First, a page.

I came to know about Zalo’s condition when my friend Cristy Defensor took me to a benefit concert of one of the country’s top bands, the South Border, a couple of weeks ago. The band, joined by Bleu Rascals, Ariel Rivera, Duncan Ramos, Raya, Joey Ynion, among other volunteers, hoped to help raise money for a bone marrow transplant.
Sharon Inductivo, Zalo’s aunt, could hardly control her tears while reading her sister Kaye’s message about her son. Here it goes:
“Zalo was a colicky baby and cried all night for three months straight. My gentle mom thought he had an unusual temper – and ‘unusual’ he was in so many different ways and levels I had never prepared for.
“He may be strange in his ways – but he has endeared himself to people for exactly that reason. He is so innocent, and devoid of malice and ill will. Show him just a little bit of kindness and attention – whether it is showing interest in his love for helicopters – or just spending time explaining why regular people’s way of thinking can be illogical sometimes – and he is your friend forever.
“I can’t help but think of how even in sickness he gets the really rare one. He was diagnosed with severe aplastic anemia on July 10 – just two months ago. This disease, also called bone marrow failure, where the bone marrow does not produce enough red blood cells (to carry oxygen around the body), platelets (to control bleeding) and white blood cells (to fight infection), ails only about 5 out of one million people.
“Three months after he first showed signs of this condition, he has already become a veteran of hospitalizations, weekly (now daily) blood transfusions, injections, and very strong drugs – and its very unpleasant side effects – to treat his disease. He’s had an overnight stint in ICU and is currently fighting off three different infections that his body, with a meager couple of hundred WBC’s compared to the normal 4,500, is valiantly trying to fight with the help of aggressive antibiotics.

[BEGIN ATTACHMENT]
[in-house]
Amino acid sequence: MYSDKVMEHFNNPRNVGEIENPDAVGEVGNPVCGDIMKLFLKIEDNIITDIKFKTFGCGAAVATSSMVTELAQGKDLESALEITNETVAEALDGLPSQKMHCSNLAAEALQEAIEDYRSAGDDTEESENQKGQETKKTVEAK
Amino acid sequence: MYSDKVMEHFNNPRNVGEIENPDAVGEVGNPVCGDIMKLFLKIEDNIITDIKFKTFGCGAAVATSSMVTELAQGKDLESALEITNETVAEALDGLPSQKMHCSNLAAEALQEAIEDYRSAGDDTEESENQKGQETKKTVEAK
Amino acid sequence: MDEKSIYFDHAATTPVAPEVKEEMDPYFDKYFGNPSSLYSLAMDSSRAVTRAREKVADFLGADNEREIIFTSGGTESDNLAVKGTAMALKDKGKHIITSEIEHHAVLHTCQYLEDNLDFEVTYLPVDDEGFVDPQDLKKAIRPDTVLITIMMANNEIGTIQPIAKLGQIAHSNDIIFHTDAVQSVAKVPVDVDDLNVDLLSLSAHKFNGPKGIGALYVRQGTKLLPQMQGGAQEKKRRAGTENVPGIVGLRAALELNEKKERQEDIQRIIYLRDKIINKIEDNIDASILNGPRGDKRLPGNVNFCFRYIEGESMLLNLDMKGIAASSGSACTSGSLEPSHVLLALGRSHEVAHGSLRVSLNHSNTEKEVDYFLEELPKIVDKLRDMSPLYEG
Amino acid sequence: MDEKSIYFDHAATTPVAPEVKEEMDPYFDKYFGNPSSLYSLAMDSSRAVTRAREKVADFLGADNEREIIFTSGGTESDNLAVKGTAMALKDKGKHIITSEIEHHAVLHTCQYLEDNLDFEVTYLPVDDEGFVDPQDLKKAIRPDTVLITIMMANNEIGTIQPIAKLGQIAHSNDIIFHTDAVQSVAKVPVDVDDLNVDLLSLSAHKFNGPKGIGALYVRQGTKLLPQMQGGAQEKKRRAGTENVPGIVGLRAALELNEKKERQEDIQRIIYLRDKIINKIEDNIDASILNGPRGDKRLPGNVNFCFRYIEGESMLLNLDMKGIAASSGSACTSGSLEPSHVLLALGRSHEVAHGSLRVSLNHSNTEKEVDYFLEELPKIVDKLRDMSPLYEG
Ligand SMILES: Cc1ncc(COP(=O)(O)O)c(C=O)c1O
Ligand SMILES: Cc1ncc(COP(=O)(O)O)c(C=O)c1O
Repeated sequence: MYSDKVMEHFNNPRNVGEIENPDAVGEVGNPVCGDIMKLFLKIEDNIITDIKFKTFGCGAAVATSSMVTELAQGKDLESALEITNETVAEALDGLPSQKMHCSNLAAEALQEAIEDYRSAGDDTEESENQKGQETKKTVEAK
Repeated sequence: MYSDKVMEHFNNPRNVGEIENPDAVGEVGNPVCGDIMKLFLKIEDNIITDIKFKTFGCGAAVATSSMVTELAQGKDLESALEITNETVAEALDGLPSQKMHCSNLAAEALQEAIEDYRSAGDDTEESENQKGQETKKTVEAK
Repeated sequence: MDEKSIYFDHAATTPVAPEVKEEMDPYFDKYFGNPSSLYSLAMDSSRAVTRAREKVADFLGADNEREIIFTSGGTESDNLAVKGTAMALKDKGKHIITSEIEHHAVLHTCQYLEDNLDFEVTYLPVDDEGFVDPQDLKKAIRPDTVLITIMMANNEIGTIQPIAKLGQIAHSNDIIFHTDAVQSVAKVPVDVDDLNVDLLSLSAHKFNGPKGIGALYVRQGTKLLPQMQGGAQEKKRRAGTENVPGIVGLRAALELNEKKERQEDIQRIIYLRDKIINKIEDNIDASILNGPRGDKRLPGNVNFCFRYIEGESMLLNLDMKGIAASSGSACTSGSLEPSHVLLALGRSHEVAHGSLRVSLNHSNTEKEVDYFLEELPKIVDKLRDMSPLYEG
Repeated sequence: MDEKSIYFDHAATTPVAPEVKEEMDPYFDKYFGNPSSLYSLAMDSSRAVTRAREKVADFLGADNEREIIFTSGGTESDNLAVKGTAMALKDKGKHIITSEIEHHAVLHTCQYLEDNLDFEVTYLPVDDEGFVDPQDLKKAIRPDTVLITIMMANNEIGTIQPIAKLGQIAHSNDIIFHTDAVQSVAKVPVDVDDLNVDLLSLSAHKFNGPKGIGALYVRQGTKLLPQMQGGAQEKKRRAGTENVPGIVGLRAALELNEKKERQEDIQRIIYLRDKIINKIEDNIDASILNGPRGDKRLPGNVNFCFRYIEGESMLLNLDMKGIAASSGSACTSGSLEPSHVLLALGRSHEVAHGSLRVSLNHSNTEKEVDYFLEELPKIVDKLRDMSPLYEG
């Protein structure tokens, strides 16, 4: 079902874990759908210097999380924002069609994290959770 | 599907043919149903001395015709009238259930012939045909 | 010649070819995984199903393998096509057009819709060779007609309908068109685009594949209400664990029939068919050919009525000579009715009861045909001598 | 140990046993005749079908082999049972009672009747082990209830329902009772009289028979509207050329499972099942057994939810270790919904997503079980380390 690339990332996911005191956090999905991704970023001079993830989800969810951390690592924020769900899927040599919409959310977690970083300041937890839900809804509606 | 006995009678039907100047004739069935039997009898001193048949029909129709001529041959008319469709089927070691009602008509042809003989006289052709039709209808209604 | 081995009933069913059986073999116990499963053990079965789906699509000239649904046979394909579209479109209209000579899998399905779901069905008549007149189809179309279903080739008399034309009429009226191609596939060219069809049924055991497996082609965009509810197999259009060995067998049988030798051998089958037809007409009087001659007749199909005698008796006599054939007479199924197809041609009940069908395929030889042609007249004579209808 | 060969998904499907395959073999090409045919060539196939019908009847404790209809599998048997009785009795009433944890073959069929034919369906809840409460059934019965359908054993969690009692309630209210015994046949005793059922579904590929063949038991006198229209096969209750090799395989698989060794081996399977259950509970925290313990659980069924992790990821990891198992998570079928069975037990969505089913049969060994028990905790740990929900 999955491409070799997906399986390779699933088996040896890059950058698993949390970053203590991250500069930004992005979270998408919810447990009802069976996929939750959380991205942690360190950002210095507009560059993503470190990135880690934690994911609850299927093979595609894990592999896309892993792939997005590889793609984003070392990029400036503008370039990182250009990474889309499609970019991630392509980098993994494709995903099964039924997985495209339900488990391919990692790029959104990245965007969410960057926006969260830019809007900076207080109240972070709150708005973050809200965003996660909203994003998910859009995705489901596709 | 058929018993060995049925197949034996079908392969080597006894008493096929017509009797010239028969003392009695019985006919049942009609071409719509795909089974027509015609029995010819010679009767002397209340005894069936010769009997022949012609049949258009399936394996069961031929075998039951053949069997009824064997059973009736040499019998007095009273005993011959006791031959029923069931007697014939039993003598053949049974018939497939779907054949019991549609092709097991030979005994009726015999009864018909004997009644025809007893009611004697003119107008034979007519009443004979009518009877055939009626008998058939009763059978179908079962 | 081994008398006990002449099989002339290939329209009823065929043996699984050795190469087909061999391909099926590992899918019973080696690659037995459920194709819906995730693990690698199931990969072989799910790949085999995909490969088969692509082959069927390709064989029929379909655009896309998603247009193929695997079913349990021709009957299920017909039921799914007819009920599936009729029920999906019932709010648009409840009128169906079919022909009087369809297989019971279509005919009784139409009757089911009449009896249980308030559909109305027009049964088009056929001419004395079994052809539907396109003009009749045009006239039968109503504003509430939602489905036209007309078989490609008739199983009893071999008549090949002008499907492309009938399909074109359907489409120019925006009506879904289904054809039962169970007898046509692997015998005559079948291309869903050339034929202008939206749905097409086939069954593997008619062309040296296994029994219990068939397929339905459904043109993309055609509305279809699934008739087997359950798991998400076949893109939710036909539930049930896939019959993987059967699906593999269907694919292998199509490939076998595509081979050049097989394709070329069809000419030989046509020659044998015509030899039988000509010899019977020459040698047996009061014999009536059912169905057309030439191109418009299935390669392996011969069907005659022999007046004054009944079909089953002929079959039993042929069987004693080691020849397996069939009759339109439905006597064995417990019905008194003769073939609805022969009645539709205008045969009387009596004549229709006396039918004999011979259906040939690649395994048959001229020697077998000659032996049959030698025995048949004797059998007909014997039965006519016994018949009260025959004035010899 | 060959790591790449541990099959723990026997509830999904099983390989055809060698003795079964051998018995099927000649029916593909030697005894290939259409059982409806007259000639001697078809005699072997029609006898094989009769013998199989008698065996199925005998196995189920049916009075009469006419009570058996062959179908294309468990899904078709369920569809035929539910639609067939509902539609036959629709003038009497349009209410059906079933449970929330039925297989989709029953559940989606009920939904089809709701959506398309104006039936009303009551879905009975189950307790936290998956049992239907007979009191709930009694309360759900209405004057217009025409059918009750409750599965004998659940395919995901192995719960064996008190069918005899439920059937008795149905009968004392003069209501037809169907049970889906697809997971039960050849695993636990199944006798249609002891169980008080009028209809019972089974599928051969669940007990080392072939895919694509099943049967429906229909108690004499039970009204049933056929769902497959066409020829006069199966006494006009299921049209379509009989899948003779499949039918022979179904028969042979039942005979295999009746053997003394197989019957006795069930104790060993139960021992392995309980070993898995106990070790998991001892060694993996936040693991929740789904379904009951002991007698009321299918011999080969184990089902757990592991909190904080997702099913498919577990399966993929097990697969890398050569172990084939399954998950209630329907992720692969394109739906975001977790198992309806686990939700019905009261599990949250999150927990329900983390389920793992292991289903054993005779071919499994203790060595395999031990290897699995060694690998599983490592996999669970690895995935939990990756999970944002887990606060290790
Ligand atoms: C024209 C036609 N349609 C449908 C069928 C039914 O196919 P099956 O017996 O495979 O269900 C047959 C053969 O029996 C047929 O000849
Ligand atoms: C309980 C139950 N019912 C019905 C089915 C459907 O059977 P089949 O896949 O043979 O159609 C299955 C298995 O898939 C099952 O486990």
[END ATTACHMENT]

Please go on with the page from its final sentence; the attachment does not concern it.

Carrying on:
“And yet through all this – he has been trying to be strong fighting off the loneliness, boredom, longing for home . . . and trying to deal with pain and discomfort every day. On good days, he talks to his bone marrow and dreams of McDonald’s French fries and getting well and back to normal – and fantasizes about the day he is discharged from the hospital and he would just go straight to his own bed while the homecoming party is going on… On bad days, he asks me if it is all right to cry on my shoulder – and I let him. After a few minutes and a good cry, he’s ok… I don’t know how he can manage to do that. Every day I learn something new from him.
“I wish all of you could see how brave he really is, and how kind and caring he is – even in pain and extreme discomfort he manages to apologize to me, to the nurses for the inconvenience he is causing…
“Zalo has small dreams and big dreams. One moment he is a fighter jet pilot, next thing he is a jeepney driver. Just recently he told me that he has changed his mind and would like to be a racing driver. For him nothing is too grand or too lowly – he does not believe that one should be stopped from pursuing anything – if he hurts no one, and it makes him happy.
“I know despite his protests about having his picture and his name all over the posters and tickets and shared Facebook walls about this benefit show for him – he would have wanted to be here tonight. He knows that every single one of you here right now is one way or another, a part of him.
“Thank you so much from the deepest part of our hearts.”